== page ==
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Autumn week 9

Mentor materials


Select a development area

Consider the development areas for this topic (below). Then make a note of the area you plan to zoom in on and when you plan to visit so you can observe your teacher in this area. Familiarise yourself with the focused development areas. You will select one later when you observe your teacher.

Development area 1: Building complexity

Focused development areas

  • Teacher sets tasks that build in complexity and supports pupils to see this challenge as positive and surmountable.
  • Teacher asks questions that challenge pupils when their basic knowledge is secure.

Development area 2: Championing challenge

Focused development area

  • Teacher models the behaviours and mindsets involved in tackling challenging tasks and how to embrace and overcome errors.
  • Teacher promotes challenge using consistent and intentional language, so pupils see it as desirable and understand how it benefits their learning.
  • Teacher praises behaviours pupils use to tackle challenging tasks.
  • Teacher helps build a sense of momentum and pace in the class by fostering challenge.
Example precise target: Teacher promotes challenge using consistent and intentional language, so pupils see it as desirable and understand how it benefits their learning
  • Not doing it at all: Use consistent language to describe the benefits of challenging tasks and link this to the benefits to pupils’ learning.
  • Doing it but needs some improvement: When pupils are working on tasks they find challenging, remind pupils of the progress they have made through persevering with challenging tasks, e.g. "Last term you were doing ...; you have pushed yourselves, and now you are able to..."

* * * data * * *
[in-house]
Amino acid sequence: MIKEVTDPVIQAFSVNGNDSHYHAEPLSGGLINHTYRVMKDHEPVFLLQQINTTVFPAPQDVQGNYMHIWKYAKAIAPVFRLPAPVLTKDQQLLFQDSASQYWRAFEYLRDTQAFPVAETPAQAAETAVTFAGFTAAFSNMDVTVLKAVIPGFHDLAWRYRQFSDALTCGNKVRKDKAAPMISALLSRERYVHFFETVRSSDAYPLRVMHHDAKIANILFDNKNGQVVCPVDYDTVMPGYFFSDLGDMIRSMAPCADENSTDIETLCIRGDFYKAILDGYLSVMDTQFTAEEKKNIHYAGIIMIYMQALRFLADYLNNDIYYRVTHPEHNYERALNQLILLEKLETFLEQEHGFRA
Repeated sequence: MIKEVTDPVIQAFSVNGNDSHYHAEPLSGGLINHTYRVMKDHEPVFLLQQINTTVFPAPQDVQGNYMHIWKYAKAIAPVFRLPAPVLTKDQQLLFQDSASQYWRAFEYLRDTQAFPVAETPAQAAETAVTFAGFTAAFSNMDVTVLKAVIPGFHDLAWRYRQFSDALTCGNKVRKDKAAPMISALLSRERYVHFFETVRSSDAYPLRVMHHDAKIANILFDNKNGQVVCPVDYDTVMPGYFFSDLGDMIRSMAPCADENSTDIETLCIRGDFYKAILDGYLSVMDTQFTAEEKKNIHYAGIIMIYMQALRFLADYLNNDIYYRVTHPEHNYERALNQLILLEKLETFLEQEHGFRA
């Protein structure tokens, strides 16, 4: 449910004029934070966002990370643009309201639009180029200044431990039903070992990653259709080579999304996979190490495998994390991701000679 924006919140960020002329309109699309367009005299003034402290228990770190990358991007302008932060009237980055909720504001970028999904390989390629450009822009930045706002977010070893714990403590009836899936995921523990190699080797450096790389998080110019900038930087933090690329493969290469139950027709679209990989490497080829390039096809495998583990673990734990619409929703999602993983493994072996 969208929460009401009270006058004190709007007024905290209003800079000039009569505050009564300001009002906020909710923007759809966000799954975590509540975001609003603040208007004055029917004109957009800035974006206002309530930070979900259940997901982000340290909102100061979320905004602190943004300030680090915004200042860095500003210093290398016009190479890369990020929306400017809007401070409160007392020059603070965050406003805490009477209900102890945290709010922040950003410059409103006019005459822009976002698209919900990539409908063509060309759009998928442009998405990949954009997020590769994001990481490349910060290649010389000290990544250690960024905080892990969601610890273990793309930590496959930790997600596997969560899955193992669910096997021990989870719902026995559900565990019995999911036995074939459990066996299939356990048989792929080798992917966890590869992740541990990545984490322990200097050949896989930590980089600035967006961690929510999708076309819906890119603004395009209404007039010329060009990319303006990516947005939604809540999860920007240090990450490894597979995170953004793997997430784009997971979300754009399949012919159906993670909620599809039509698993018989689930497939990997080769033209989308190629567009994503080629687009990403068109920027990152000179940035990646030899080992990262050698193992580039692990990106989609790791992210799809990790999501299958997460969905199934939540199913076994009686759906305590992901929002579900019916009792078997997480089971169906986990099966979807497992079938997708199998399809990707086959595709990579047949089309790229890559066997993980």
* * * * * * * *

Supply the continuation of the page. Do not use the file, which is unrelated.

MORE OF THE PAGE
• Doing it well and needs some stretch: During or following a task that pupils found challenging, plan in reflection time that causes pupils to think about the progress they have made through tackling the challenging task. Encourage pupils to use the same positive, intentional language you have used with them to describe the benefits of challenge.

Development area 3: Removing scaffolding

Focused development area

  • Teacher explains the importance of removing scaffolds and models how to gradually do so when knowledge is secure, and pupils are becoming more successful.
  • Teacher praises pupils who, when they have secure knowledge, challenge themselves by removing scaffolds.
  • Teacher gives pupils concrete and specific ways they can monitor their progress so they know when they should gradually remove scaffolds themselves.


Consider the following questions based on a short (approximately 15 minute) observation of your teacher.

  • What was your teacher’s previous target? Are they meeting it? How do you know?

  • Thinking about the development area you have selected for this topic what is your teacher already doing well in this area? Which focused development area best aligns with what your teacher needs to get better at? What one precise target (bite-sized action) might you work with them on during your mentor meeting?

Reminder: You can choose to stick with this previous target if they have not made enough progress. When moving on to a new precise target, you can select one from the table above or, if this doesn’t fit your teacher’s needs, you can write your own.

How will you model the target to your teacher to show them what good looks like? What questions will you ask to check your teacher understands the model? For example, ‘How it is different from your current practice?’ and ‘What impact might it have on your practice and pupils?’

Reminder: Your model should help your teacher develop their ability in some of the following:

  • Set tasks that stretch pupils, but which are achievable, within a challenging curriculum.
  • Remove scaffolding only when pupils are achieving a high degree of success in applying previously taught material.
  • Plan activities around what you want pupils to think hard about.
  • Support pupils to master challenging content which builds towards long-term goals.
  • Help pupils to journey from needing extrinsic motivation to being motivated to work intrinsically.

Next, meet with your teacher to work through the ‘feedback’ stage of instructional coaching.